• MSc Management at WBS ranked in Europe's top 20 and top three in the UK
  • Financial Times rates it the 21st best MSc Management course in the world
  • WBS rated number one in the world for career progression of students
  • The ranking finds graduates earn an 85 per cent uplift in salary

The Financial Times has ranked Warwick Business School’s MSc Management 19th in Europe and moved up one place to third in the UK.

WBS was one of just five UK business school’s to be ranked in the world’s top 50 by the influential business daily’s ranking, finishing 21st in the world.

The school scored highly for career progression, where it was ranked first in the world, and for salary percentage increase, where it was fifth globally, with students seeing an 85 per cent increase in their annual earnings.

It follows WBS being ranked in the world’s top 10 by The Economist for its Executive MBA and number one in the world by the Financial Times for its Distance Learning MBA.

Andy Lockett, Dean and Professor of Entrepreneurship & Strategy, said: “The hard work of the staff and students has been rewarded with this latest ranking achievement.

“The course is ideal for those with aspirations of senior leadership roles, where learning theory is combined with a strong practical element along with enhancing soft skills and developing the individual.

“It continues the school’s rise up a host of international rankings, reflecting the huge effort to put students at the centre of everything we do here.

“We invest heavily in our careers service and that plays an important role in helping graduates find the career path they aspire to.”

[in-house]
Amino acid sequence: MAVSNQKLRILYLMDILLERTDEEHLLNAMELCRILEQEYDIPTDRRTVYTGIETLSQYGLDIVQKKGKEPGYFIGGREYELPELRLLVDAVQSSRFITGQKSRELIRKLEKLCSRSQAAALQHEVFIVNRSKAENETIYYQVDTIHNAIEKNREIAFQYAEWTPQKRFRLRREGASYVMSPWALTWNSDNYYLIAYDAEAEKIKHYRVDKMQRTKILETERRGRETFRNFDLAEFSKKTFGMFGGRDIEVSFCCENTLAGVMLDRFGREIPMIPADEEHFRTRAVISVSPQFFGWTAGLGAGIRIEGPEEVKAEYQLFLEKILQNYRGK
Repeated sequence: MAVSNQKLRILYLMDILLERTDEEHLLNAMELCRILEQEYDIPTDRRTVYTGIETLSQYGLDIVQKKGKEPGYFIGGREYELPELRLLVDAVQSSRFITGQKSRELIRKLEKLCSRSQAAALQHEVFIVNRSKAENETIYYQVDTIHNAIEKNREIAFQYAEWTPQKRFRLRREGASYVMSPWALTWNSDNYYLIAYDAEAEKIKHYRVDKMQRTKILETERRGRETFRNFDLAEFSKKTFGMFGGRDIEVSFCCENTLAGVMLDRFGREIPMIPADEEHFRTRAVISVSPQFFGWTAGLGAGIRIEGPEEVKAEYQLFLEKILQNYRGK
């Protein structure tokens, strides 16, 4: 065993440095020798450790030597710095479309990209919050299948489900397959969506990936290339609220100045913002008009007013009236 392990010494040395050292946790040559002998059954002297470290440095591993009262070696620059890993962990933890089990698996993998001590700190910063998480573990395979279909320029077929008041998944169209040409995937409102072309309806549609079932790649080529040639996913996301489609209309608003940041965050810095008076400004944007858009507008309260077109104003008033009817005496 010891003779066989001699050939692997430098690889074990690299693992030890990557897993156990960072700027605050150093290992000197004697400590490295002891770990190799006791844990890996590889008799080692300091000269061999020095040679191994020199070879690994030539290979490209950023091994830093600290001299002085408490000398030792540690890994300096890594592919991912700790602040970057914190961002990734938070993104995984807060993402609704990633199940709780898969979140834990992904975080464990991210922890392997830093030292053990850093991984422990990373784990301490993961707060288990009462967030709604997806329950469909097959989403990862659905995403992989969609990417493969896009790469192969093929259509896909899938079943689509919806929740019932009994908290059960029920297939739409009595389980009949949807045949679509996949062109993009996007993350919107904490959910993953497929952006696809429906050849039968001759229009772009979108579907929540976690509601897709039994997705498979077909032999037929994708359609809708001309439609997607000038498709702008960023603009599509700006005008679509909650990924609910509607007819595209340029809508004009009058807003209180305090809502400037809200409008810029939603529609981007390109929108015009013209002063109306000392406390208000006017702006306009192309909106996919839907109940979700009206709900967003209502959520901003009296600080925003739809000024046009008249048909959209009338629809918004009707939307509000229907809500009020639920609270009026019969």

With 96 per cent of job-seeking graduates in employment three months after completing the course, the MSc Management offers students a route to positions at blue chip companies like Apple, AT&T, Bank of China, Chevron, Deloitte, Heineken, HSBC, Jaguar Land Rover and PwC as well as setting up their own firms and social enterprises.

What do you learn on the MSc Management programme?

The programme includes core modules that combine traditional management disciplines to accelerate how students see what it takes to manage a business as a whole; combining strategic thinking with understanding economic context, for example, or how companies bring marketing and operations together to add most value to customers. 

Students then choose three optional modules allowing them to focus in a certain area; choices include International Business, Digital Working, Behavioural Economics and Design in Business. 

There is also an opportunity to study internationally, which last year included trips for students to Belgium, South Africa, Italy and Argentina.

David Elmes, MSc Management Course Director, said: “Our MSc Management students take an integrated look at what managing a business today involves and this provides them with the skills and knowledge for rapid impact and progress in the workplace. 

“We have a continual process of reviewing and revising the programme and it’s great to see this reflected in sustained high performance in the FT’s rankings.”

To see the full ranking at the Financial Times click here.